A young girl has decided upon her career. She knows exactly what she wants to do and where her passions lie. She has assessed her own strengths and weaknesses, knows her own abilities and disabilities and is confident in her dream job choice. She knows she wants to work with animals, as that’s where her real skills lie. She knows where she needs to start to get that first step on the ladder so in order to have any money and cover her living costs she signs on and attends the job centre whilst she applies for work. Simple enough, right?
There is one problem: she is a ghost.
When visiting the job centre, that is all the advisor sees. Her skills, talents and qualifications are ignored and instead she is judged upon her disabilities, her appearance and her first impressions. Prejudice and preconceptions overrules her own voice and abilities, and she is immediately informed – despite her insistence of knowing her own strengths – that there are no animal jobs. It turns out the job centre advisor has the ability to know all about a client's strengths and abilities in the matter of a few judgemental seconds and so immediately allocates her work that she believes all ghosts are good at it.
Funnily enough, this ghost isn’t good at these jobs. She faces a cycle of being sent to various employments that only vaguely connect to her dream career and often do not use her skills and strengths in the slightest. They are often jobs that she cannot do well, that she finds extremely difficult and that are impossible for her to succeed in. More than that, they are positions that most people don’t want, and leave her drifting further and further away from her desired profession.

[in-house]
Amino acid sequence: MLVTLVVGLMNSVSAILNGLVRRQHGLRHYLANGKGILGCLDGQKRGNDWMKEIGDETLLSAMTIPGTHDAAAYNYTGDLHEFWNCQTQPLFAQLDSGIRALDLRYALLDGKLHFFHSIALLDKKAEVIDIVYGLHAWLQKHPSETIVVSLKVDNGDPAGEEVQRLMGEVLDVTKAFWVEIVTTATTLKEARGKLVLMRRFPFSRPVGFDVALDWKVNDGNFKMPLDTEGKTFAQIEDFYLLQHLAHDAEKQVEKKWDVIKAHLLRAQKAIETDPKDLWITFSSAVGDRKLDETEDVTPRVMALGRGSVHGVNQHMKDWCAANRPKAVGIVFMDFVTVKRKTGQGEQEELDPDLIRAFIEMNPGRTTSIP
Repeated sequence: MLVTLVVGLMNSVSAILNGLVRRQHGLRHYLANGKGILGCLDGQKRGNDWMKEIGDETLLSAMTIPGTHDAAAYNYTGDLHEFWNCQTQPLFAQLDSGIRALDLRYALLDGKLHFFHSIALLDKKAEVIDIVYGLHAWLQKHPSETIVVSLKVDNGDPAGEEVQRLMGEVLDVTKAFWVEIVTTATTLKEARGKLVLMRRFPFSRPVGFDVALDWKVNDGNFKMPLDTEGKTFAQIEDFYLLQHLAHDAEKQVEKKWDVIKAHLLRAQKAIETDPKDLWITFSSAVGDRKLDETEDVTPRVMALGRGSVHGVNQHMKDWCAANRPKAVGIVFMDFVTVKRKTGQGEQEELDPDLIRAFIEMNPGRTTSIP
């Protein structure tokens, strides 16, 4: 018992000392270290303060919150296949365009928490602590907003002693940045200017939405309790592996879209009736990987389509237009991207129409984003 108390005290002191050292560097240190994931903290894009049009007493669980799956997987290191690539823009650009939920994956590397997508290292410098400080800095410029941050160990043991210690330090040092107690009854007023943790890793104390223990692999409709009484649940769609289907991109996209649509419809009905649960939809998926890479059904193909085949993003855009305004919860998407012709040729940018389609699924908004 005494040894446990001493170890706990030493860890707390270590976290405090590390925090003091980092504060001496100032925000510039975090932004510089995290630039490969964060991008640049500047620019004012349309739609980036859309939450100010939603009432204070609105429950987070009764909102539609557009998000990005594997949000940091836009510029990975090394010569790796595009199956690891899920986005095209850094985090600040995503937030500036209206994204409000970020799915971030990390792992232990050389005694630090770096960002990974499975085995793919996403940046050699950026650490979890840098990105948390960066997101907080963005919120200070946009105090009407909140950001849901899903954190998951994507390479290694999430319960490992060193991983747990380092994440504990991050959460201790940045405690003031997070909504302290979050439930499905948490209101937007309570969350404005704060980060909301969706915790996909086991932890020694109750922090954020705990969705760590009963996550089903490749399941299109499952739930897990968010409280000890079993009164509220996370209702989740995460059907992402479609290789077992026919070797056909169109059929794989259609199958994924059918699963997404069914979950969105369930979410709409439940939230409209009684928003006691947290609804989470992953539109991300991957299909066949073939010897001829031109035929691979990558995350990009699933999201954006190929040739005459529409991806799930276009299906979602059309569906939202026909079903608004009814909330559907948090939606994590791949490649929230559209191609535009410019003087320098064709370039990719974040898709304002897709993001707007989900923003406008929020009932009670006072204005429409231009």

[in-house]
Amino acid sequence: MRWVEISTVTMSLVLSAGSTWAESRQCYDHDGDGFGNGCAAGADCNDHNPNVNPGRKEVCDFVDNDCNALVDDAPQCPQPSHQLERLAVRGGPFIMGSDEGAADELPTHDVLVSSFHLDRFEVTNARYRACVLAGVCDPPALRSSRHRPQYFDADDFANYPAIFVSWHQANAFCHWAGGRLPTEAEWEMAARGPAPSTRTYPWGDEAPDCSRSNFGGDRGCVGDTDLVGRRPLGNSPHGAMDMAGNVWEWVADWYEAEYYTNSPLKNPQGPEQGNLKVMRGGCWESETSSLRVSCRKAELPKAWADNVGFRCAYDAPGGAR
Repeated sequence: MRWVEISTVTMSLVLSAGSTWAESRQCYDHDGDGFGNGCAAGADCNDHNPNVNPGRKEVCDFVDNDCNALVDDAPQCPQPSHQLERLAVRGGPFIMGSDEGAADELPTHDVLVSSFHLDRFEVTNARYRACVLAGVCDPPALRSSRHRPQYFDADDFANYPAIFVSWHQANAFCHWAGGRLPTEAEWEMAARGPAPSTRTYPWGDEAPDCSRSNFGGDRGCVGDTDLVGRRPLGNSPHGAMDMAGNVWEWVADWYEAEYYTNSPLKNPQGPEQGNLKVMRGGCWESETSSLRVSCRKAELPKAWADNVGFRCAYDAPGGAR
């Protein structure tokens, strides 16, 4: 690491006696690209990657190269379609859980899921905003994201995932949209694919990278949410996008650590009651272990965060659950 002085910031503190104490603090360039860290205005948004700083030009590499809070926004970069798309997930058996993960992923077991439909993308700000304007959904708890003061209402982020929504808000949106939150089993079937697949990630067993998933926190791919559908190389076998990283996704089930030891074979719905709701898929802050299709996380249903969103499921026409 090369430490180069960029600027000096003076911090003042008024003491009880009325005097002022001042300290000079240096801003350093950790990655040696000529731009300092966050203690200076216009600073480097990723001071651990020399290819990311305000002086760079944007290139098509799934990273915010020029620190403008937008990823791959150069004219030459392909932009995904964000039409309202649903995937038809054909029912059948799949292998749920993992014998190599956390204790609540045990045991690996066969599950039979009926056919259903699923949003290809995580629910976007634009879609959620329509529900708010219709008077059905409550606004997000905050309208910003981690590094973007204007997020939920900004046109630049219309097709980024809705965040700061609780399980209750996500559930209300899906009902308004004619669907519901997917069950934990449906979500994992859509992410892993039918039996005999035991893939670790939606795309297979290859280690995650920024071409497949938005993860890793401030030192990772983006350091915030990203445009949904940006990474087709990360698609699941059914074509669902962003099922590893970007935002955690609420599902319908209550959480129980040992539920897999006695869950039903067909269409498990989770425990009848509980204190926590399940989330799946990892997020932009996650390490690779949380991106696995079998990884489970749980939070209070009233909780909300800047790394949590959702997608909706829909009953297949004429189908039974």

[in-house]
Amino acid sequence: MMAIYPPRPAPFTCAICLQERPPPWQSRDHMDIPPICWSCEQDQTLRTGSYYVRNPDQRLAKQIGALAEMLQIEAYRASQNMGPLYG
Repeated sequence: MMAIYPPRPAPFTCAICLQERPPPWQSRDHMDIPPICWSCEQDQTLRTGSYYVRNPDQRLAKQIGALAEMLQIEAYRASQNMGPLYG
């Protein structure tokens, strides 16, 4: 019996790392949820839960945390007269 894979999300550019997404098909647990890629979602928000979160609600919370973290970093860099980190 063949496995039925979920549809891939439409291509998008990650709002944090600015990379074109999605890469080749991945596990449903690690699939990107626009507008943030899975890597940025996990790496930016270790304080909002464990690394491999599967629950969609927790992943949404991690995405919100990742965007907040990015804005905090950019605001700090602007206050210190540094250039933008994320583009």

If this all sounds familiar it’s because this is the system that jobseekers face continually. This short film is a striking social commentary. It calls out job centre assessments that are quick, robotic, based on discriminative biases, and often promote irrelevant work to highly skilled candidates. It shows that it can be even more difficult for candidates with disabilities and that their access needs can be overlooked or ignored leading to difficulties maintaining and keeping employment. They want to work but are constantly placed into environments which are unsuitable. This young girl is trying her hardest, but she is non-tangible and ghost looking, so there are only specific placements she can actually do. The system keeps throwing her into a loop, while failing to look at the underlying reason for her struggles.
Funny, perceptive and sharp in its delivery, Job Hauntings provides a familiar context for most working-class millennials. Animated through cartoon and comic-style artwork with additional voice acting, it is poignant, intelligent and insightful. It highlights the difficulty of young people to get started on their chosen career path and the barriers young people face to enter relevant employment. It uses humour to showcase the absurdity and irony of these situations whilst exploring the endless cycles and impossibility for opportunities that this system can create. It manages to be relevant, critical and meaningful whilst being entertaining, playful and decidedly supernatural. It raises awareness of a truly ghastly experience.